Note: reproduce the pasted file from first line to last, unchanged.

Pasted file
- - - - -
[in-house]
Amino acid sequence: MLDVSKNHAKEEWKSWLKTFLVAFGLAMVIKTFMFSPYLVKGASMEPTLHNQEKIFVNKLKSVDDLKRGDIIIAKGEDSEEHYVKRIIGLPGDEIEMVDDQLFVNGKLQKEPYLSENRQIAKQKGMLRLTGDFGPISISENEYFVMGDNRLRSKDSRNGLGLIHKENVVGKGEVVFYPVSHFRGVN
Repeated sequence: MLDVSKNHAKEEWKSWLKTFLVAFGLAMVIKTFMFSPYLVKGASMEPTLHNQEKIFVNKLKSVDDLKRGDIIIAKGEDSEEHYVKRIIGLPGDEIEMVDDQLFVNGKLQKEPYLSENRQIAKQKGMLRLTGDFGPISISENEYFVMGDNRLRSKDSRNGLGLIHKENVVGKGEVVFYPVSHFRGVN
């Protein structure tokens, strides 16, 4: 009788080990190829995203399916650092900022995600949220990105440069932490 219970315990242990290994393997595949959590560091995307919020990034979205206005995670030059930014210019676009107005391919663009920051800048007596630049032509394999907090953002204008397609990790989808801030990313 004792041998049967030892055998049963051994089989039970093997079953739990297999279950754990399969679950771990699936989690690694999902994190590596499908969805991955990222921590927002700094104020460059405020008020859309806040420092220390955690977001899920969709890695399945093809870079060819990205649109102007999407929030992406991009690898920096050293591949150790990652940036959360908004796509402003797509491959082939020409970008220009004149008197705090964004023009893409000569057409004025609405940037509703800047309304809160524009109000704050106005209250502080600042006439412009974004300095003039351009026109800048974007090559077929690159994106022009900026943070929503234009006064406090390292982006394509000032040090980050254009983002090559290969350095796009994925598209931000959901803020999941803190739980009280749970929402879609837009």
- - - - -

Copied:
[in-house]
Amino acid sequence: MLDVSKNHAKEEWKSWLKTFLVAFGLAMVIKTFMFSPYLVKGASMEPTLHNQEKIFVNKLKSVDDLKRGDIIIAKGEDSEEHYVKRIIGLPGDEIEMVDDQLFVNGKLQKEPYLSENRQIAKQKGMLRLTGDFGPISISENEYFVMGDNRLRSKDSRNGLGLIHKENVVGKGEVVFYPVSHFRGVN
Repeated sequence: MLDVSKNHAKEEWKSWLKTFLVAFGLAMVIKTFMFSPYLVKGASMEPTLHNQEKIFVNKLKSVDDLKRGDIIIAKGEDSEEHYVKRIIGLPGDEIEMVDDQLFVNGKLQKEPYLSENRQIAKQKGMLRLTGDFGPISISENEYFVMGDNRLRSKDSRNGLGLIHKENVVGKGEVVFYPVSHFRGVN
């Protein structure tokens, strides 16, 4: 009788080990190829995203399916650092900022995600949220990105440069932490 219970315990242990290994393997595949959590560091995307919020990034979205206005995670030059930014210019676009107005391919663009920051800048007596630049032509394999907090953002204008397609990790989808801030990313 004792041998049967030892055998049963051994089989039970093997079953739990297999279950754990399969679950771990699936989690690694999902994190590596499908969805991955990222921590927002700094104020460059405020008020859309806040420092220390955690977001899920969709890695399945093809870079060819990205649109102007999407929030992406991009690898920096050293591949150790990652940036959360908004796509402003797509491959082939020409970008220009004149008197705090964004023009893409000569057409004025609405940037509703800047309304809160524009109000704050106005209250502080600042006439412009974004300095003039351009026109800048974007090559077929690159994106022009900026943070929503234009006064406090390292982006394509000032040090980050254009983002090559290969350095796009994925598209931000959901803020999941803190739980009280749970929402879609837009």